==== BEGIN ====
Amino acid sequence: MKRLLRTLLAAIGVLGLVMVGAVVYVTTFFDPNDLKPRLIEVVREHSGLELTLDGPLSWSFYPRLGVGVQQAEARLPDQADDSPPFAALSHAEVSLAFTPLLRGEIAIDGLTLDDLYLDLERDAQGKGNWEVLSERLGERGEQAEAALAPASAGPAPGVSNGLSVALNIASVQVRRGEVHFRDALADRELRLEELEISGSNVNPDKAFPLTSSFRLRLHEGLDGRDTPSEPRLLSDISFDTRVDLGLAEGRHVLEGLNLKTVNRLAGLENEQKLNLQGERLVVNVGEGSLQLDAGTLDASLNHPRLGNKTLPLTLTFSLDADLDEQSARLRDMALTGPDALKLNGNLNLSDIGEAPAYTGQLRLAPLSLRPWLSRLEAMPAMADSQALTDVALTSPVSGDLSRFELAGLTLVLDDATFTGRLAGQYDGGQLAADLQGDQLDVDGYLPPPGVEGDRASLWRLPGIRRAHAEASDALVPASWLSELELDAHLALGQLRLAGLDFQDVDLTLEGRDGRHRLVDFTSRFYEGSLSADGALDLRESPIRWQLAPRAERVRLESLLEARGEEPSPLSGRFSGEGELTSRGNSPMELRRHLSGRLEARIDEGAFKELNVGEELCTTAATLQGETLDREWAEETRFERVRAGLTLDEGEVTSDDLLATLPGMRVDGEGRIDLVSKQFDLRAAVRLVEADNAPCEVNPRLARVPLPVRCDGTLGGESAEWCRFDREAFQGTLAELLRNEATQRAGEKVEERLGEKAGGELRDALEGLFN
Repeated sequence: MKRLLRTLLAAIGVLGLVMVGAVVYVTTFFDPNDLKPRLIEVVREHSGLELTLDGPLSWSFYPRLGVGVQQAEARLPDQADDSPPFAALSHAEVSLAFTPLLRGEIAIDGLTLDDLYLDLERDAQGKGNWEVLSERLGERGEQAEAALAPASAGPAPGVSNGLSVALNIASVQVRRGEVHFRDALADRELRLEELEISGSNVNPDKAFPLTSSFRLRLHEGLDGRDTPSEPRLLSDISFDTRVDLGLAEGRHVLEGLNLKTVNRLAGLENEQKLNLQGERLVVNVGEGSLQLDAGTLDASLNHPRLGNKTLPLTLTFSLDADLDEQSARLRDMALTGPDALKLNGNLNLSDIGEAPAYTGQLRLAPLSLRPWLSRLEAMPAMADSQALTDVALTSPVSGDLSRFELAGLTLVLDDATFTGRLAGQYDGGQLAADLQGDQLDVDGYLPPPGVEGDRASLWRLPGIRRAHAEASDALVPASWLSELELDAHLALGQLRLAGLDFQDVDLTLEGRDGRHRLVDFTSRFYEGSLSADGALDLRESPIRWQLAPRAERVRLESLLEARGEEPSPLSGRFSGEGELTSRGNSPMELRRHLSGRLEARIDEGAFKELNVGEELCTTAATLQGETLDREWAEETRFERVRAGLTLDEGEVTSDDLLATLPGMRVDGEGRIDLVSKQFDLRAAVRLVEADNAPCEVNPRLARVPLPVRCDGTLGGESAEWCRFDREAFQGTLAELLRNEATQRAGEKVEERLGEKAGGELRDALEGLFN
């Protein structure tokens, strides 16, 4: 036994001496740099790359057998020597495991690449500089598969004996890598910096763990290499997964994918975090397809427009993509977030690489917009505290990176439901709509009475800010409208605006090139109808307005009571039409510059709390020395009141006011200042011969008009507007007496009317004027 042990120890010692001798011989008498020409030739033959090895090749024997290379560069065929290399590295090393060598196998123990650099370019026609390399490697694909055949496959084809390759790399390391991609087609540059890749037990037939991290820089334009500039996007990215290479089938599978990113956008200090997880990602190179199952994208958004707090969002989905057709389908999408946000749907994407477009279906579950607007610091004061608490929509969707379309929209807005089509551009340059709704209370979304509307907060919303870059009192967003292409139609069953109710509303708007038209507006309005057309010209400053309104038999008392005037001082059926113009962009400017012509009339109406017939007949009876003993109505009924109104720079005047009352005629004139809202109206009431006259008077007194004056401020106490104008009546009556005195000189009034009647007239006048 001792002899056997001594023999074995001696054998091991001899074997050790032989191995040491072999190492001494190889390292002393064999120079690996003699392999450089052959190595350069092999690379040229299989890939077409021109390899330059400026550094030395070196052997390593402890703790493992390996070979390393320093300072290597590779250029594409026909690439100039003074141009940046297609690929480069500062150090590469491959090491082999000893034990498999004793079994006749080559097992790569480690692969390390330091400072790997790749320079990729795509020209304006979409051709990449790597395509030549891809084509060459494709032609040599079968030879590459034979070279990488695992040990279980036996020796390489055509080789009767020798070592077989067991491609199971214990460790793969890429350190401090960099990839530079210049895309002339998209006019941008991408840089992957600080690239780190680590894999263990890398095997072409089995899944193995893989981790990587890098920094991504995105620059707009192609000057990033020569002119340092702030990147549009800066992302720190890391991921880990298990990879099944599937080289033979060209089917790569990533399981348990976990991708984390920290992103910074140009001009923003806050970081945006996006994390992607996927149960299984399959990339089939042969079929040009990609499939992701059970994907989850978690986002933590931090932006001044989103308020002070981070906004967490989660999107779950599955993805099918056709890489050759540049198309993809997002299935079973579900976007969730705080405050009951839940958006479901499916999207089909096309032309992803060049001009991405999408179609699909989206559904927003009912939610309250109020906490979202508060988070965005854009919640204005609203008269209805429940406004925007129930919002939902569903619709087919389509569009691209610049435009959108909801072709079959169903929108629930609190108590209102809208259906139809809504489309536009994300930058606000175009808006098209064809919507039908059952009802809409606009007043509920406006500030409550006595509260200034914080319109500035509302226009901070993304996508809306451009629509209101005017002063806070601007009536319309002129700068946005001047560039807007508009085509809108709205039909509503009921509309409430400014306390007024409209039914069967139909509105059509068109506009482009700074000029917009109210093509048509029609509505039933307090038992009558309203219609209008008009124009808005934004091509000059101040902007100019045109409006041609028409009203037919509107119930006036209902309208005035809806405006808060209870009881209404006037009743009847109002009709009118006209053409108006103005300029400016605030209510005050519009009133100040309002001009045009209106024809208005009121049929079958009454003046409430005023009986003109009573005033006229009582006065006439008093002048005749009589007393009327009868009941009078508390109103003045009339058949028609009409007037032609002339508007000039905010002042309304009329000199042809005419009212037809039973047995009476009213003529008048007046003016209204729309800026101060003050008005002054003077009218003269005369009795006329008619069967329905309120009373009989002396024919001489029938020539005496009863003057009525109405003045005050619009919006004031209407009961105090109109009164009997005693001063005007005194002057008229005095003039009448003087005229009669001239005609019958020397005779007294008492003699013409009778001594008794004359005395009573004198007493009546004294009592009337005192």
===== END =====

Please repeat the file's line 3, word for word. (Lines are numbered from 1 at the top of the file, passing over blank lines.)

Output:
């Protein structure tokens, strides 16, 4: 036994001496740099790359057998020597495991690449500089598969004996890598910096763990290499997964994918975090397809427009993509977030690489917009505290990176439901709509009475800010409208605006090139109808307005009571039409510059709390020395009141006011200042011969008009507007007496009317004027 042990120890010692001798011989008498020409030739033959090895090749024997290379560069065929290399590295090393060598196998123990650099370019026609390399490697694909055949496959084809390759790399390391991609087609540059890749037990037939991290820089334009500039996007990215290479089938599978990113956008200090997880990602190179199952994208958004707090969002989905057709389908999408946000749907994407477009279906579950607007610091004061608490929509969707379309929209807005089509551009340059709704209370979304509307907060919303870059009192967003292409139609069953109710509303708007038209507006309005057309010209400053309104038999008392005037001082059926113009962009400017012509009339109406017939007949009876003993109505009924109104720079005047009352005629004139809202109206009431006259008077007194004056401020106490104008009546009556005195000189009034009647007239006048 001792002899056997001594023999074995001696054998091991001899074997050790032989191995040491072999190492001494190889390292002393064999120079690996003699392999450089052959190595350069092999690379040229299989890939077409021109390899330059400026550094030395070196052997390593402890703790493992390996070979390393320093300072290597590779250029594409026909690439100039003074141009940046297609690929480069500062150090590469491959090491082999000893034990498999004793079994006749080559097992790569480690692969390390330091400072790997790749320079990729795509020209304006979409051709990449790597395509030549891809084509060459494709032609040599079968030879590459034979070279990488695992040990279980036996020796390489055509080789009767020798070592077989067991491609199971214990460790793969890429350190401090960099990839530079210049895309002339998209006019941008991408840089992957600080690239780190680590894999263990890398095997072409089995899944193995893989981790990587890098920094991504995105620059707009192609000057990033020569002119340092702030990147549009800066992302720190890391991921880990298990990879099944599937080289033979060209089917790569990533399981348990976990991708984390920290992103910074140009001009923003806050970081945006996006994390992607996927149960299984399959990339089939042969079929040009990609499939992701059970994907989850978690986002933590931090932006001044989103308020002070981070906004967490989660999107779950599955993805099918056709890489050759540049198309993809997002299935079973579900976007969730705080405050009951839940958006479901499916999207089909096309032309992803060049001009991405999408179609699909989206559904927003009912939610309250109020906490979202508060988070965005854009919640204005609203008269209805429940406004925007129930919002939902569903619709087919389509569009691209610049435009959108909801072709079959169903929108629930609190108590209102809208259906139809809504489309536009994300930058606000175009808006098209064809919507039908059952009802809409606009007043509920406006500030409550006595509260200034914080319109500035509302226009901070993304996508809306451009629509209101005017002063806070601007009536319309002129700068946005001047560039807007508009085509809108709205039909509503009921509309409430400014306390007024409209039914069967139909509105059509068109506009482009700074000029917009109210093509048509029609509505039933307090038992009558309203219609209008008009124009808005934004091509000059101040902007100019045109409006041609028409009203037919509107119930006036209902309208005035809806405006808060209870009881209404006037009743009847109002009709009118006209053409108006103005300029400016605030209510005050519009009133100040309002001009045009209106024809208005009121049929079958009454003046409430005023009986003109009573005033006229009582006065006439008093002048005749009589007393009327009868009941009078508390109103003045009339058949028609009409007037032609002339508007000039905010002042309304009329000199042809005419009212037809039973047995009476009213003529008048007046003016209204729309800026101060003050008005002054003077009218003269005369009795006329008619069967329905309120009373009989002396024919001489029938020539005496009863003057009525109405003045005050619009919006004031209407009961105090109109009164009997005693001063005007005194002057008229005095003039009448003087005229009669001239005609019958020397005779007294008492003699013409009778001594008794004359005395009573004198007493009546004294009592009337005192």